Ier: (…) We went to protest against the Pride in Amsterdam. Because pride is of course a big annual event, and we went to actually protest because a lot of companies participate in the Pride, and that is the commodification of pride or commercializing of pride. There are a lot of companies who then participate, like ING for example, who for a month long gave away rainbow passes.  Or any other big company who act very inclusive for a month and pretend like they really fight for LGBT people, but for the rest of the year they don’t care about it at all. And then within this one month they only use it to save their own asses and pretend to be so inclusive and they even make money doing it. So they just use sexuality to fill their own pockets with money. And that is just not what it is about. The whole idea behind it is about inclusiveness and acceptance, and capitalism just does not work in that way. So, we just went to protest against capitalism and against big companies.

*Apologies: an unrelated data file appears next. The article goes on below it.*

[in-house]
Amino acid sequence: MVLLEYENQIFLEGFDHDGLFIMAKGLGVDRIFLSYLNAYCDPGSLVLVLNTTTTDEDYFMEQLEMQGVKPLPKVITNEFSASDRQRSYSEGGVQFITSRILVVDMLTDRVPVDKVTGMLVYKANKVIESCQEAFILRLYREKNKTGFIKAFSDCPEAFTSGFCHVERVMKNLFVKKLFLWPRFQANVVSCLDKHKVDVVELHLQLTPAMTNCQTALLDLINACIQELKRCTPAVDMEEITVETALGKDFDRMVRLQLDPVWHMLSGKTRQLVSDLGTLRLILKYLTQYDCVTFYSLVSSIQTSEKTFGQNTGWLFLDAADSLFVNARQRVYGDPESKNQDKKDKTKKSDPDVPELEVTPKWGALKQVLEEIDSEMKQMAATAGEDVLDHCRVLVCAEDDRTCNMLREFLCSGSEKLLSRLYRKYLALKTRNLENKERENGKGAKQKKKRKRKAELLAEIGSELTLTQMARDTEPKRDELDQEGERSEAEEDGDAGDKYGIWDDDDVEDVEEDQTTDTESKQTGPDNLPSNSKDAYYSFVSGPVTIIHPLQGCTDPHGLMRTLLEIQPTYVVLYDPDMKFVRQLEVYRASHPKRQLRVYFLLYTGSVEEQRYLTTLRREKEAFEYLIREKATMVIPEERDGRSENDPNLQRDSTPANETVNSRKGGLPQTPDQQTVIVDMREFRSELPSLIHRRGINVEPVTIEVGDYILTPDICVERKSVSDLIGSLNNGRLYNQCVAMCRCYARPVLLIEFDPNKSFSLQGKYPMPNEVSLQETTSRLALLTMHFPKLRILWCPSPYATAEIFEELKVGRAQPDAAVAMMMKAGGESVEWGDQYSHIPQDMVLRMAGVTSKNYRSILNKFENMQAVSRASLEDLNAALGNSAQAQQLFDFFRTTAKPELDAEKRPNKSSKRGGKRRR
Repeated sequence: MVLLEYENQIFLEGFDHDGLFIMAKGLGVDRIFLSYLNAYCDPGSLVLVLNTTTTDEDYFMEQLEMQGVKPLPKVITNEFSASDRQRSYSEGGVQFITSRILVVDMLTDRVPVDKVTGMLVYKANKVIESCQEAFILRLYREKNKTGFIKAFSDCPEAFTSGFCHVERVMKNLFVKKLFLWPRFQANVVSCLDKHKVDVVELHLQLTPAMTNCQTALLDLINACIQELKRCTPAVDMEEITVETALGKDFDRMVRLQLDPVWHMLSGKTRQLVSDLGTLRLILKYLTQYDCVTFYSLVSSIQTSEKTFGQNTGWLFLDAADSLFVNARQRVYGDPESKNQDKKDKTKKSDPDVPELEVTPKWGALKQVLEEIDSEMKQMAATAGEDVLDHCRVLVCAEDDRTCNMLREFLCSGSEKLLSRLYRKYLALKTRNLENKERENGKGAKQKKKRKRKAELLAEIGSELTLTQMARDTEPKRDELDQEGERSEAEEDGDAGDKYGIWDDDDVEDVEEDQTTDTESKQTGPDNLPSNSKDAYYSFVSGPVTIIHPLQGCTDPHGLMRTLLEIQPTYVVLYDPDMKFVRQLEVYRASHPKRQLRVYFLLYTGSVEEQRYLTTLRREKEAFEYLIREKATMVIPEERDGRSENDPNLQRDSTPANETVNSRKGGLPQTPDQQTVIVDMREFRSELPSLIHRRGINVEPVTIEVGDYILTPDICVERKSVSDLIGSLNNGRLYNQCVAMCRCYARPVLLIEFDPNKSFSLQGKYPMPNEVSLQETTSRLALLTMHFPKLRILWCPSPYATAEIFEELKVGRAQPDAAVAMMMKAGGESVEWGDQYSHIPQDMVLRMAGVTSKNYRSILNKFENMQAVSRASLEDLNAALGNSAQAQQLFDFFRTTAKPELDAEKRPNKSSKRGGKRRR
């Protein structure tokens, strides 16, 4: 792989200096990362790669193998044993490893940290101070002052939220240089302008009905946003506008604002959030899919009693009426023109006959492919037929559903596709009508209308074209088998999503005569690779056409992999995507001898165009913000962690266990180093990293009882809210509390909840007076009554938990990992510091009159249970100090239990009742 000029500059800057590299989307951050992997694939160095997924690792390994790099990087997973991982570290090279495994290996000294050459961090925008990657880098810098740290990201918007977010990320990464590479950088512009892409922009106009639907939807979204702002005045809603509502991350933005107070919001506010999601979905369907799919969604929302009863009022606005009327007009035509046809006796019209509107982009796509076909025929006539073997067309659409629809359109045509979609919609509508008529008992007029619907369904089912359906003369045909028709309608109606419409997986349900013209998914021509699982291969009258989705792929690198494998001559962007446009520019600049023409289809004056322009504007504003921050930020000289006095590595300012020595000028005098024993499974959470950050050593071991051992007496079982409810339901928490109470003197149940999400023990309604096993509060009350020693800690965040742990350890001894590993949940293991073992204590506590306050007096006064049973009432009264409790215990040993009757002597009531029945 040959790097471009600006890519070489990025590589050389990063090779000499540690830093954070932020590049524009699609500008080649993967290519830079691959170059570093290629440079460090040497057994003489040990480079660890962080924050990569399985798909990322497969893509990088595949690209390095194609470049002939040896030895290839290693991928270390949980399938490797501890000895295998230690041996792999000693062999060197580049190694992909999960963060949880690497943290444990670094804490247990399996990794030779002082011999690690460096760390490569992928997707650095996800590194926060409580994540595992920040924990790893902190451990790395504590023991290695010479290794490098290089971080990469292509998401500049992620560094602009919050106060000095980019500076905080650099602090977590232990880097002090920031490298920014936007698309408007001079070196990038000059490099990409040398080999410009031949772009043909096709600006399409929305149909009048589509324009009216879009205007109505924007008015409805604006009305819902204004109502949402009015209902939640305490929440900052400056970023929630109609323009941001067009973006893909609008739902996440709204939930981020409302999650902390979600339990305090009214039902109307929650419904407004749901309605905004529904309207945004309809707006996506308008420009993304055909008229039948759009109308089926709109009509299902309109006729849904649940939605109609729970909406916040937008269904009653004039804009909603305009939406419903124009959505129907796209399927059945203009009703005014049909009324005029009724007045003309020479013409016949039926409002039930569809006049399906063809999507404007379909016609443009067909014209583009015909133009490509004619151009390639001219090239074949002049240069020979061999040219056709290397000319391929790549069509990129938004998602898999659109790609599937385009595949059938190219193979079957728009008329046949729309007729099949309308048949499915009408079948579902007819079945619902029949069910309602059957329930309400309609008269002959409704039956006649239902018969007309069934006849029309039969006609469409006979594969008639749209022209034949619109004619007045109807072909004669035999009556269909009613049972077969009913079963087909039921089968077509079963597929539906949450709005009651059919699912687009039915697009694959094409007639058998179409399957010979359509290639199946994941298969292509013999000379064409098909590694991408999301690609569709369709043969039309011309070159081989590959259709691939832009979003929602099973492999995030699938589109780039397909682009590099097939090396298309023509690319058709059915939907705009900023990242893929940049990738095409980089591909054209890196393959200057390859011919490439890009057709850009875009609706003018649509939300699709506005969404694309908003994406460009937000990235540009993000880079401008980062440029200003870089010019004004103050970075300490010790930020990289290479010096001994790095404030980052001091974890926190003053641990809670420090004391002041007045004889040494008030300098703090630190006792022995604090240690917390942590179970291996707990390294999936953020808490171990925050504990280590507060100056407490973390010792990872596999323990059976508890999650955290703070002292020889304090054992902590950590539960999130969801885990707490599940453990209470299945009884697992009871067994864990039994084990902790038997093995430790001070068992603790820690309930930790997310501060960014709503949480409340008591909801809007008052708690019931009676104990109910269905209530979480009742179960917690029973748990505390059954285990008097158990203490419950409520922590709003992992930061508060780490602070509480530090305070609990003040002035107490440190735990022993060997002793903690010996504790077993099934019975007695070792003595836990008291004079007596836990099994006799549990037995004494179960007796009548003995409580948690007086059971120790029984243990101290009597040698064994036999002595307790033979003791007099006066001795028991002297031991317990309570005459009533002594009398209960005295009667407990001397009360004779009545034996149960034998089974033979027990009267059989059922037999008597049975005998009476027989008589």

Being on a political topic I had another interesting question…

Q:  Do you think gendered toys should be abolished?
Ier:  Oh no, I don’t think so. It’s kind of the same thing I mentioned before about the clothing. Why do they view some things as only feminine? For example, a boy can also enjoy cooking, although it may not be viewed as something natural. Just why do these boxes exist? Just stop buying children, from a young age on, only one thing. Just give them space, and let them decide with what kind of toys they want to play.  Because we keep stereotypes alive if we constantly let only girls have caring tasks and stuff.

Iris has provided quite some inspiration to get us thinking about openness and accepting with this still relatively unknown term, “non-binary.”

Q: What advice would you give to someone struggling with their own gender identification?
Ier:  It’s off-course a very individual process for everyone, and no one’s experience is comparable to another. I do notice that, for example in middle school, there is not something like the gay-straight alliance. And that is something I’ve never had, but I think that’s a very big step now for people who want to come out of the closet as homosexual or bisexual. I hope that there will also be some attention for gender, so that maybe from the age of 12 it is already being discussed. And I also hope there will be some school subjects covering the topic, and that people are being educated about it from a young age on.

For the advice I can give, just be who you are. And try to find people who feel the same way as you, where you can talk about it and start to accept yourself.